Fat Supplements In Dairy Cows

Fat Supplements For Dairy Cows

During lactation stage, dairy cows require large amount of energy. Fat supplements would be a suitable choice to increase ration energy density. When considering fat supplements, the provision of fat in basal ingredients and byproducts must be accounted for first. Take forages for example, they usually contain approximately 2-3% fatty acids, with corn silage being higher than alfalfa or grasses because of the higher oil content of the corn grain. Hence, nutritionist need to account for the various byproduct feeds. Examples of byproduct feeds include distillers' grains, bakery waste, and fish meal.

There are currently a wide variety of fat supplements available in the market. Fat supplements would include commodities such as tallow, white grease, yellow grease, animal-vegetable blends, and also commercial fat supplements which are designed to "bypass" the rumen. Commercial fat supplements that "bypass" are much preferable as they have less effects on rumen fermentation compared to native fats. One other advantage is that they are also "dry" fats, hence they can be handled much easier without any sort of heated storage tanks.

There are 3 main ways to produce "bypass" fats. First, one can increase the saturation of fatty acids in the product so that the melting point is above the range of environmental temperatures (typically above 54°C). This will decrease the solubility and the potential interaction of fats with the rumen microbes. Next is to combine fatty acids with calcium to form calcium salts (or calcium soap). Due to free fatty acid required for biohydrogenation and interaction with microbes, tying up the fatty acids as soaps will be able to prevent this interaction up to a certain degree. Finally, fats can be "encapsulated" in several ways to physically prevent interaction with the ruminal microbes. These can be non-nutritive compounds (sodium alginate) or formaldehyde treatment of proteins to prevent rumen access but allow intestinal access. Of these strategies, only the first two are used widely. Formaldehyde-treated products are not approved for use in the US, although they are currently used in Australia and some other countries.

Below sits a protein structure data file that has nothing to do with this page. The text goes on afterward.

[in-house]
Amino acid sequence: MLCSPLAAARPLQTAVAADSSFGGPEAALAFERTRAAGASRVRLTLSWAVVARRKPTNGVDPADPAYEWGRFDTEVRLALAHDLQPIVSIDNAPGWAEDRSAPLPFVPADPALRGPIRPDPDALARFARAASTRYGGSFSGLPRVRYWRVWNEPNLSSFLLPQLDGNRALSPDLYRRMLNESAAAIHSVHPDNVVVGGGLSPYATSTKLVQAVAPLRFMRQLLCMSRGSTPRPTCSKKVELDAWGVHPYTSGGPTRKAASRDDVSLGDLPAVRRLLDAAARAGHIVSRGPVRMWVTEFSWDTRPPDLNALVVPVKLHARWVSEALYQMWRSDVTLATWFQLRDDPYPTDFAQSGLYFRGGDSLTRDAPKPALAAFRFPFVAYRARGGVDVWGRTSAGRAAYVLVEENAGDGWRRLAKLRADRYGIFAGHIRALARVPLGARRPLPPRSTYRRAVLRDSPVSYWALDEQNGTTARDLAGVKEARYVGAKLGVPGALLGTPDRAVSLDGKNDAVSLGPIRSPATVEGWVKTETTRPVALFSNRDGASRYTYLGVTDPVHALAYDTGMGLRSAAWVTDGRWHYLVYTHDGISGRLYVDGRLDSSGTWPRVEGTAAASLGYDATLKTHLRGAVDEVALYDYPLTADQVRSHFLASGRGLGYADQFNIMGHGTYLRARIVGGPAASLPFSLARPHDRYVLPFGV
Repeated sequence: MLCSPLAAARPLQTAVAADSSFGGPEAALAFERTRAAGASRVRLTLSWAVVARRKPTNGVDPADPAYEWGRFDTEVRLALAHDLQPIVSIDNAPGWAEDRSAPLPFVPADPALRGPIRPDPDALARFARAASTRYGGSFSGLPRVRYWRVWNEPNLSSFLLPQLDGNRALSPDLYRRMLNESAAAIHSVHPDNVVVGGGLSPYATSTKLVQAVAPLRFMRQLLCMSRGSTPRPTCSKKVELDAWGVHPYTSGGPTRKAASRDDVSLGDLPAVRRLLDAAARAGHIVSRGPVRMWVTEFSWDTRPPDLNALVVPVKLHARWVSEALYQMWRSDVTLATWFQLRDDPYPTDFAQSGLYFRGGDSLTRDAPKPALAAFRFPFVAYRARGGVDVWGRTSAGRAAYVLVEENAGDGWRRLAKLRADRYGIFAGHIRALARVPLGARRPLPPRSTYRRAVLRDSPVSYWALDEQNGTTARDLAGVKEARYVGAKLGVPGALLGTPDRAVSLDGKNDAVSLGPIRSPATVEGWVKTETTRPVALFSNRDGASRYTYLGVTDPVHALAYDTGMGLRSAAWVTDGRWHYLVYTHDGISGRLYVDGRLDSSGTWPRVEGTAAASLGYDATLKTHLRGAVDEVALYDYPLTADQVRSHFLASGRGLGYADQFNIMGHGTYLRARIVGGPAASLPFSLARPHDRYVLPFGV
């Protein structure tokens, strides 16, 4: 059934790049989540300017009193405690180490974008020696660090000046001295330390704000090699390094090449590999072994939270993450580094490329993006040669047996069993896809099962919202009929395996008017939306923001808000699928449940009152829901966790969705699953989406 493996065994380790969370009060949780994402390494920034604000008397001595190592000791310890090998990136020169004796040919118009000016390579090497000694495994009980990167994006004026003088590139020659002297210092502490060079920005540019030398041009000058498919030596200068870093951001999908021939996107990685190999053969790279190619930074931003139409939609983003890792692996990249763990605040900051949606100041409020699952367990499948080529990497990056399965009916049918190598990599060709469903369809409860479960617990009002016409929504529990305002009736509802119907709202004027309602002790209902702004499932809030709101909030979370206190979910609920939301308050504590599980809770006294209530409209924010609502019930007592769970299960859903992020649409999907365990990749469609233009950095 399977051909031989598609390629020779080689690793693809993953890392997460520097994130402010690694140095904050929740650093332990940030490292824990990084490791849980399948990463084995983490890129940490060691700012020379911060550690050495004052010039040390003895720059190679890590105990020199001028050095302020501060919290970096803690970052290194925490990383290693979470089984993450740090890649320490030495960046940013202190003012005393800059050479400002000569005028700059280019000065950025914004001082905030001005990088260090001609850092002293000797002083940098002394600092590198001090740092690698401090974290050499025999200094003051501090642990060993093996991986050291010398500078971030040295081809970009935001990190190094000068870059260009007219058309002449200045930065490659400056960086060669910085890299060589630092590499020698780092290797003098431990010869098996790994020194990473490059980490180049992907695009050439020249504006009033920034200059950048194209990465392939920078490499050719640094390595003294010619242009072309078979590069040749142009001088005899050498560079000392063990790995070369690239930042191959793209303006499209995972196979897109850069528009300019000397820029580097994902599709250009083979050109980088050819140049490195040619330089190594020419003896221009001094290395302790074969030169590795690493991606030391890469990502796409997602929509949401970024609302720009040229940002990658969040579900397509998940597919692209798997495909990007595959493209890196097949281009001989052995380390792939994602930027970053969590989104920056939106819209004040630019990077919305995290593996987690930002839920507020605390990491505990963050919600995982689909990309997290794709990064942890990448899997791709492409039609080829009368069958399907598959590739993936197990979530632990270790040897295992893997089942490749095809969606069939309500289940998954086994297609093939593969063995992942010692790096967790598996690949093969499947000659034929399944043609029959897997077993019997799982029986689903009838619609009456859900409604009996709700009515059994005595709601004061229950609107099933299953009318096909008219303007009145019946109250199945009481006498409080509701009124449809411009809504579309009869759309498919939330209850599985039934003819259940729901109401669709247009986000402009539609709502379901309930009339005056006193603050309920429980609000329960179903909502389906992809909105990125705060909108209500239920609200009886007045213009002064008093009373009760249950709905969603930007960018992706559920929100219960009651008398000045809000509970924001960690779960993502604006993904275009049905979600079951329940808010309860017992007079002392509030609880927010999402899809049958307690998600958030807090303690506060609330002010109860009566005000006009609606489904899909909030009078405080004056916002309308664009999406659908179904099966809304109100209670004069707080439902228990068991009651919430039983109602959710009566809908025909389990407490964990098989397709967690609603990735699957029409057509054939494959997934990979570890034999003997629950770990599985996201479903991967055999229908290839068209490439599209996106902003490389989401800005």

Increasing the saturation is a very effective way to produce highly digestible free fatty acid products but it is not desirable for intact triglycerides. Highly saturated triglycerides such as hydrogenated tallow or hydrogenated soybean oil are very poorly digested
because not only microbial cells are denied access but also the pancreatic lipase enzyme of the cow is unable to split the fatty acids off of the triglyceride molecule. However, a moderately saturated mixture (PalmFat S100) of free fatty acid product is well digested because of the unique digestive system of the ruminants.

Calcium salts of long chain fatty acids is another type of fat supplement. Such products (PowerFat) are easily handled and are more "inert" in the rumen than native fats. The unsaturated fatty acids in the calcium salt products are only partially protected from rumen biohydrogenation, and this protection is less complete with PUFA than with the oleic acid found as a major component of palm oil. Fatty acids in calcium salts of palm oil is very highly digestible.